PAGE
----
Because the book is intended for an English-speaking audience, when the Spanish-speaking characters are talking to each other in their native tongue the dialogue is still in English. At times, a few, commonly recognized words in español may be sprinkled in to lend the flavor of Spanish.

You must clearly establish that the characters are speaking their native language, Spanish, in the narrative. This is particularly important if you have a character who switches between languages or in certain situations where Spanish is the only language spoken.

I happen to read and understand some Spanish, and it is a language spoken by many US citizens, but our readers in the US are, for the most part, English-centric.

It’s all right to include an occasional foreign word or phrase, as long as it is done in such a way that the reader who most likely does not speak that language is not completely thrown out of the book.

yoda gibberish memeNow, why would I say this? Because I find it  irritating as hell (sorry for the editor speak) to stop reading, and hunt down translations.

It is hard enough when authors like Alexander Chee  put large amounts of words in French with no translation. Chee is from Canada and is writing for Canadians. His main character is Canadian, and French is one of his two national languages. For that reason, his mingling of French and English is acceptable, as his work is clearly understood by his intended audience.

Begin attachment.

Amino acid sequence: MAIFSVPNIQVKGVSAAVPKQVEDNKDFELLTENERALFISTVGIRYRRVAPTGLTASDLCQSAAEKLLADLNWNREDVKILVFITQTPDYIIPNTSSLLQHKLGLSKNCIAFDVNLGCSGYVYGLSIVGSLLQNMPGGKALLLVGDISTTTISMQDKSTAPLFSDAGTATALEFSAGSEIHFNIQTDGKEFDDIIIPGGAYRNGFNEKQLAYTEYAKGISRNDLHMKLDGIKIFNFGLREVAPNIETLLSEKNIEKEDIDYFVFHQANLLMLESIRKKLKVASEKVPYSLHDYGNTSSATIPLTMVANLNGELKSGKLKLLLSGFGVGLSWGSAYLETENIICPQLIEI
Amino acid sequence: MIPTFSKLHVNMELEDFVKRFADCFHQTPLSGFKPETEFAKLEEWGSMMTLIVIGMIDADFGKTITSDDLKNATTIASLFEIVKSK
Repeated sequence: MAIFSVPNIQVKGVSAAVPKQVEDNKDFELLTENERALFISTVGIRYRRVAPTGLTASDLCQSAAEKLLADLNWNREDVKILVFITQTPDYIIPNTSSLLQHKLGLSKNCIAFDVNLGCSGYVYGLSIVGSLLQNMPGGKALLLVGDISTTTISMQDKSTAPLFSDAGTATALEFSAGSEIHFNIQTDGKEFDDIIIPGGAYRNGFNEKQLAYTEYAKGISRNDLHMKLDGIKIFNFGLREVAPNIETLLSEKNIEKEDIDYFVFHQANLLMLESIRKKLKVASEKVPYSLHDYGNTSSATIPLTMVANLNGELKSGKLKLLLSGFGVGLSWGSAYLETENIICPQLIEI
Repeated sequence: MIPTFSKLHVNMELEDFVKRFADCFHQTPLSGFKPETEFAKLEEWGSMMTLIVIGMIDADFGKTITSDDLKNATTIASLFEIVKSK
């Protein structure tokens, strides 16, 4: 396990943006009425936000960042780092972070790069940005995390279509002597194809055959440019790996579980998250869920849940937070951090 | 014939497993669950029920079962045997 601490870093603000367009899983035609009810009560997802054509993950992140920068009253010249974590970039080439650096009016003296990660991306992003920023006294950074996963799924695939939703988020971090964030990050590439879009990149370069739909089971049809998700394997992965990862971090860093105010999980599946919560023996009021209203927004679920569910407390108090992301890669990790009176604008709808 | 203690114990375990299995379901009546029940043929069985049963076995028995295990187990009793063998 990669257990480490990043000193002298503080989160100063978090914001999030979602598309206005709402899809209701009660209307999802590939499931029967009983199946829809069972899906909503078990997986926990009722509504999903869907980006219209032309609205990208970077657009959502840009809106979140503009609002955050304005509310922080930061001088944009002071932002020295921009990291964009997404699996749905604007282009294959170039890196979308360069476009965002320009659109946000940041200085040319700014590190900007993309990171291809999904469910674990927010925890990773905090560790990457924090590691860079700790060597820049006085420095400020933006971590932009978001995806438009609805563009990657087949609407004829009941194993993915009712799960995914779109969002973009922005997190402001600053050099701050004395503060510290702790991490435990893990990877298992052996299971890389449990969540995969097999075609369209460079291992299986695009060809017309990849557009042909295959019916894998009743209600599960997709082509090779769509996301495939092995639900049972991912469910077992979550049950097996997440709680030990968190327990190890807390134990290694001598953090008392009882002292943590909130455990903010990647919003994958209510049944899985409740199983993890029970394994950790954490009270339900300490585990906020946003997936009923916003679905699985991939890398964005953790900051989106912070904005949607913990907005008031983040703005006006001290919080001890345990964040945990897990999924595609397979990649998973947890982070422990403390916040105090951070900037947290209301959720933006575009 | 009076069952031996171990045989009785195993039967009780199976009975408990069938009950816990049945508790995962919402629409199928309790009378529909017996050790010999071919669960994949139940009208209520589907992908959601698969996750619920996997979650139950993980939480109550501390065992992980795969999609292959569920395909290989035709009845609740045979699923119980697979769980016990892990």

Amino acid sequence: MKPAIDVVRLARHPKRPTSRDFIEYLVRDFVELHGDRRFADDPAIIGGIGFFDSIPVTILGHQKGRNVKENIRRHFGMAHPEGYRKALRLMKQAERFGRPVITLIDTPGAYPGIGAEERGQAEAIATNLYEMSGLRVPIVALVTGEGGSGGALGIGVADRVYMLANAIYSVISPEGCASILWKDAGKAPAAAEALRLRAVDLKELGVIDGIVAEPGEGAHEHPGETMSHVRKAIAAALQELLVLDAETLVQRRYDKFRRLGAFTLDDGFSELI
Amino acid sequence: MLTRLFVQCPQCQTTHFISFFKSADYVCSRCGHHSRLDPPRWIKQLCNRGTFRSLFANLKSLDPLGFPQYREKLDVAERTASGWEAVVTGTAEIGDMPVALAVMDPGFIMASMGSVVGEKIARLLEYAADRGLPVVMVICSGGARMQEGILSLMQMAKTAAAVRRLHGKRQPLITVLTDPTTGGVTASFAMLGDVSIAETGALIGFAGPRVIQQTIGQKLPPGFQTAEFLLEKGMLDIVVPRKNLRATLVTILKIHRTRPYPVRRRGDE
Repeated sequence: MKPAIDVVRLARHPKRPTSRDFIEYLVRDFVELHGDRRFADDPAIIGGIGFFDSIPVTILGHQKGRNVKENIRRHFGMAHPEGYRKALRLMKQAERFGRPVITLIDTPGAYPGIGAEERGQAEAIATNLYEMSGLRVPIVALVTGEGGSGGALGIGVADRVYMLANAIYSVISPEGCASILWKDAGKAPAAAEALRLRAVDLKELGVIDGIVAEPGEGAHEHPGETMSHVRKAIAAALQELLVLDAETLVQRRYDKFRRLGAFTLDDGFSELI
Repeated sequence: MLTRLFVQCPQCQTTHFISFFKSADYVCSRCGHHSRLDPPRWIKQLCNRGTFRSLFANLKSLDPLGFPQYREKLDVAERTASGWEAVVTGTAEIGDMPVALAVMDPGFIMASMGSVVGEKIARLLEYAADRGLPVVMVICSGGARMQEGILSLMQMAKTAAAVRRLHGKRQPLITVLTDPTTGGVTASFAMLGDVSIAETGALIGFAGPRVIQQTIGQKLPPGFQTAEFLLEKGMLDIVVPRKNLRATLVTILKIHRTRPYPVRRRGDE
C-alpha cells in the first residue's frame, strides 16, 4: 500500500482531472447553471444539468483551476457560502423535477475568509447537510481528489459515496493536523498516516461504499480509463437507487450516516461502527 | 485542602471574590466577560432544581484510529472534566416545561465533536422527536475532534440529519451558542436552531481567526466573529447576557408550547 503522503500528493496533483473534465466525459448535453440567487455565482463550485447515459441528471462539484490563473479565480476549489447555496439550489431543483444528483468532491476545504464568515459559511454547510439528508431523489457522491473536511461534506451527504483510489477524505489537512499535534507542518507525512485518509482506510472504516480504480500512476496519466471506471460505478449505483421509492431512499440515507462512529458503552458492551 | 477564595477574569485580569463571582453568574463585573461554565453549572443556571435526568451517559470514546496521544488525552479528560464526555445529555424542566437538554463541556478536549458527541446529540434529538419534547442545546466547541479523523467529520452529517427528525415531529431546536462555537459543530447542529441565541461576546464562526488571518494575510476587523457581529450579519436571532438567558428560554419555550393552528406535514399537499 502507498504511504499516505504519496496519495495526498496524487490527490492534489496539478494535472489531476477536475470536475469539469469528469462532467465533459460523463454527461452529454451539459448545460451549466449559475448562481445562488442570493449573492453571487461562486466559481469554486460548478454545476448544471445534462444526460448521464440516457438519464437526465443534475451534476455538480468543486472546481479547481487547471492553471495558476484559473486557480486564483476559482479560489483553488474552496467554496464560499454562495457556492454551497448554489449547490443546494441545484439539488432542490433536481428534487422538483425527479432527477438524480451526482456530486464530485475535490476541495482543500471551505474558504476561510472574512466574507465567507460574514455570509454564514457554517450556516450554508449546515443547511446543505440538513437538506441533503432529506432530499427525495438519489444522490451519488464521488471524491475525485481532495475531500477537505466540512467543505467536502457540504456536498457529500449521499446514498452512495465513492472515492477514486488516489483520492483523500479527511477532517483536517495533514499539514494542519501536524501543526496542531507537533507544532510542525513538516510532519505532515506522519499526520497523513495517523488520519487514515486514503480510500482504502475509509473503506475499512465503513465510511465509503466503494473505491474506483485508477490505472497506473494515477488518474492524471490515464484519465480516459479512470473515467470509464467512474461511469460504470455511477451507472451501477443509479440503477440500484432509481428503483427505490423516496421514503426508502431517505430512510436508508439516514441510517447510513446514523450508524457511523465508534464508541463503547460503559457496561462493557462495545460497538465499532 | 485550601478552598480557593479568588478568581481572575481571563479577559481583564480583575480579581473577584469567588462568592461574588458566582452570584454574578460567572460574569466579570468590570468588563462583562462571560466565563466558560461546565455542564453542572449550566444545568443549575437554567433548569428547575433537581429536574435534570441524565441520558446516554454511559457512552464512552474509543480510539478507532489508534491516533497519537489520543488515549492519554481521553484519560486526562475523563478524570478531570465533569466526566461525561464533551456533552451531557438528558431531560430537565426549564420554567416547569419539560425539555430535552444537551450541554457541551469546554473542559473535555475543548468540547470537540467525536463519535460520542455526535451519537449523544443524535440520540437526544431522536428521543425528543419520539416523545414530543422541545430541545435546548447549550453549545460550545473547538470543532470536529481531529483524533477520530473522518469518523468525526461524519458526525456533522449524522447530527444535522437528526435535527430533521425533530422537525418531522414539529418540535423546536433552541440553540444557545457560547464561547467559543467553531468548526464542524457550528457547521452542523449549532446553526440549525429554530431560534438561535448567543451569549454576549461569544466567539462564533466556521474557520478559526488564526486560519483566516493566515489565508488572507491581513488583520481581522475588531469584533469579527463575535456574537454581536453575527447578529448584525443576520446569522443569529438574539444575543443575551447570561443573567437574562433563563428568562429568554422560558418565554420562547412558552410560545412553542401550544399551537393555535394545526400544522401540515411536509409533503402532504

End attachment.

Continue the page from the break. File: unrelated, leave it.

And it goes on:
My next thought when I was told about this particular virtual exchange was, does the writer speak the languages she is writing, or is she getting her Russian (or Spanish or German) from Google Translate? If that is the case, this author has a hot mess on her hands.

Original sentence in English: “It appears as if my dog may have fleas.”

Google translation in French: “Il semble que si mon chien peut avoir des puces.”

Re-run that French phrase through Google translator: “It seems as if my dog can have fleas.”

MSClipArt MP900390083.JPG RF PDNote the slight change in the translation—one word, “may” or “can”—these words are not always interchangeable, as they don’t mean the same thing in English—so that slight switching out of the word “can” for “may” changes the meaning of the sentence. The first sentence with “may” suggests it is possible the dog has fleas. The second translation with “can” gives the dog permission to have fleas.

These are two entirely different concepts.

English originally developed from a set of Anglo-Frisian or North Sea Germanic dialects originally spoken by Germanic tribes traditionally known as the Angles, Saxons, and Jutes.